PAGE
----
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Today in Sports: Remembering the Dream Team, riots at Euro 2012, and another warning for NFL players.

  • More than 180 people were arrested before Tuesday's European Championship match between Russia and Poland in Warsaw and the Russian soccer federation was find $150,000 after fans both in and out of the stadium displayed giant banners saying "This is Russia" and others carried old Soviet flags. The signs were seen as provocation to the locals after decades of Soviet control over the country during the Cold War. Both sides did battle with each other and with riot cops. Russian fans that were arrested may be banned from returning to the country or from going to future international matches. Oh, and the game ended in 1-1 tie. [APDaily Mail]

  • An Indian elephant at the Krakow Zoo in Poland was asked to pick the winners of Euro 2012 games in the hopes of replicating the success of Paul the Octopus, who had a sterling record of grabbing food from the right team's bowl during the 2010 World Cup. The elephant hasn't got a single game right yet. [The Wall Street Journal]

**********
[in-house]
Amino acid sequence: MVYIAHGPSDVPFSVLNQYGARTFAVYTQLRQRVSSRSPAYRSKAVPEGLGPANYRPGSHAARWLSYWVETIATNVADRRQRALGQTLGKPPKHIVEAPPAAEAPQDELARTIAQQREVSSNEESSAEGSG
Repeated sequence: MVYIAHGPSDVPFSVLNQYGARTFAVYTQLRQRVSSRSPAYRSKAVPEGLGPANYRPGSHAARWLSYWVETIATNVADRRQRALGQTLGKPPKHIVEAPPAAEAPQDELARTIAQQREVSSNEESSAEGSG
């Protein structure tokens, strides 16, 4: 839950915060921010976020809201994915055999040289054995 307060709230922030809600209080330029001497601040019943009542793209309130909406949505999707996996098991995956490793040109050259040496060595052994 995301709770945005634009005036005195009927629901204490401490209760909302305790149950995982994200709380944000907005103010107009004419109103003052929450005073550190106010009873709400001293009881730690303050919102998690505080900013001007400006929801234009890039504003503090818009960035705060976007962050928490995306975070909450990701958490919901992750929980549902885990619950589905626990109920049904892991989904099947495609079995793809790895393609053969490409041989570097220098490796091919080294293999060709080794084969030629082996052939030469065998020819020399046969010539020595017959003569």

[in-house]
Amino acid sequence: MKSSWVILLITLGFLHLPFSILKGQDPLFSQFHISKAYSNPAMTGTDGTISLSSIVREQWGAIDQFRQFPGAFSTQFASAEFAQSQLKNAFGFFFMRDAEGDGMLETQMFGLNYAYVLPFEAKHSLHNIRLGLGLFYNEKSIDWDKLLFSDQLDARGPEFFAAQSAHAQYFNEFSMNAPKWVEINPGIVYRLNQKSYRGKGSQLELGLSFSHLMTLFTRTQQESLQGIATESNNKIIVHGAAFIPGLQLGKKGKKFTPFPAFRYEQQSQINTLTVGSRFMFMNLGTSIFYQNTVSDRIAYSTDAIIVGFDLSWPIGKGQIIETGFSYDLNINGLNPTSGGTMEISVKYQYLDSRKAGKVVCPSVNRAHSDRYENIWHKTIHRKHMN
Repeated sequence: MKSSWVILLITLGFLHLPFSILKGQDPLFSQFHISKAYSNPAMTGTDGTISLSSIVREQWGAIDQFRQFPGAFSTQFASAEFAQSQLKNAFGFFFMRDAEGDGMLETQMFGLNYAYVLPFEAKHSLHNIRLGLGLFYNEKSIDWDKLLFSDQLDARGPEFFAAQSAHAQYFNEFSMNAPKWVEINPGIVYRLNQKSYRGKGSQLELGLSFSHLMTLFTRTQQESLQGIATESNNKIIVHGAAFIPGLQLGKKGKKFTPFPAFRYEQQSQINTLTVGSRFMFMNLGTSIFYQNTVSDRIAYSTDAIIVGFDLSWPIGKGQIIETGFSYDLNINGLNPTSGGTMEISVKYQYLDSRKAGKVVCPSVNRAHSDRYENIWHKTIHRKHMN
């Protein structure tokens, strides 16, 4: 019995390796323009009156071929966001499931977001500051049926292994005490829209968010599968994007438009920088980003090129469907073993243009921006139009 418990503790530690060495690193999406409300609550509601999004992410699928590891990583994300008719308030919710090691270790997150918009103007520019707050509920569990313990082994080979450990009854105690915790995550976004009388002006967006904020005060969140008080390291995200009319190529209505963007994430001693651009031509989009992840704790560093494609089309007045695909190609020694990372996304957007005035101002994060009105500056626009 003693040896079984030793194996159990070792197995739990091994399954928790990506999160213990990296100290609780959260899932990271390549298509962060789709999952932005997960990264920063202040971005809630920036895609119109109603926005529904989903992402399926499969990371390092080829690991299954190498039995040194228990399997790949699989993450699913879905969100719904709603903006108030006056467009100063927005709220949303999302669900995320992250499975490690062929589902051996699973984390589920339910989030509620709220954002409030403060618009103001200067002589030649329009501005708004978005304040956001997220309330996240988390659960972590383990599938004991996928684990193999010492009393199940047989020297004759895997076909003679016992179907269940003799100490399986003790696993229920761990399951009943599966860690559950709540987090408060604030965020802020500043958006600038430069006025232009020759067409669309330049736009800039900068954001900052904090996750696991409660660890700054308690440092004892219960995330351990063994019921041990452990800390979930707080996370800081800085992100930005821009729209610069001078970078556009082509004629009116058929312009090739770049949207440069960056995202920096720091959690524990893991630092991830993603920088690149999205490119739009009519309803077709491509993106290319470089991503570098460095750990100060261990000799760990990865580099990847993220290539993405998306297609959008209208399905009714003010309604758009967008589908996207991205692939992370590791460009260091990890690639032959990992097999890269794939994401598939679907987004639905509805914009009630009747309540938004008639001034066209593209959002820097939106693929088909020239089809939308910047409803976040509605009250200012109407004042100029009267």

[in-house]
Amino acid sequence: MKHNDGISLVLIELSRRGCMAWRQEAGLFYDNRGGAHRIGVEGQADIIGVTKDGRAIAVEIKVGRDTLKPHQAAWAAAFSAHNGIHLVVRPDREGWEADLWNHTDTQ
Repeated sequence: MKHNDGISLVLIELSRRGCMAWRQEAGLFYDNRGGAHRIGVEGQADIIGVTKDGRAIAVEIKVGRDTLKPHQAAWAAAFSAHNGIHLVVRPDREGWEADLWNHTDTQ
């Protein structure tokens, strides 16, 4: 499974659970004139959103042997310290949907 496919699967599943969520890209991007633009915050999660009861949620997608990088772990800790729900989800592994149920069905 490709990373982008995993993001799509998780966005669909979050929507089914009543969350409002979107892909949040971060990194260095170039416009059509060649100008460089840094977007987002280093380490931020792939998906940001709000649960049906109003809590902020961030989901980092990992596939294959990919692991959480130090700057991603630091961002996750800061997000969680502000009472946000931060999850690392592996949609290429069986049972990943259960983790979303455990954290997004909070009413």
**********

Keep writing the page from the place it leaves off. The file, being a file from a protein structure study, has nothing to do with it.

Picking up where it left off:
• As the 20th anniversary of the Barcelona Olympics approaches, NBA TV will air a documentary on the 1992 Dream Team tonight and that's also being complimented by this oral history of the team published in GQ. [GQ]

  • Here's a profile of Aubrey McClendon, the embattled CEO of Chesapeake Energy Corp and a part-owner of the Oklahoma City Thunder, who lives a lavish lifestyle that relies on heavily leveraged debt. [Financial Post]

  • English soccer club Manchester United will abandon its plan to launch an IPO on the Hong Kong stock exchange ... so that it can do another one in the United States. The Premier League team has been estimated at various times to be the most valuable sports franchise in the world and would likely be worth over $1 billion on the public market. [International Financing Review]

  • Following the DUI arrest of Super Bowl winning lineman Dave Diehl, NFL Commissioner Roger Goodell sent a memo to all his teams today reminding them to not let their players drive drunk. It's a persistent problem for the league and one that contributes to the image of pro athletes as lawless thugs. (It doesn't help when fellow players defend their teammates after such incidents.) Goodell's memo says that, "Every negative incident undermines the respect we have earned from our fans, erodes the confidence of our business partners and threatens the continued success of the league. As your club concludes its mini-camp, it is essential that you take time to reinforce this message with your staff and players." [CBS Sports]

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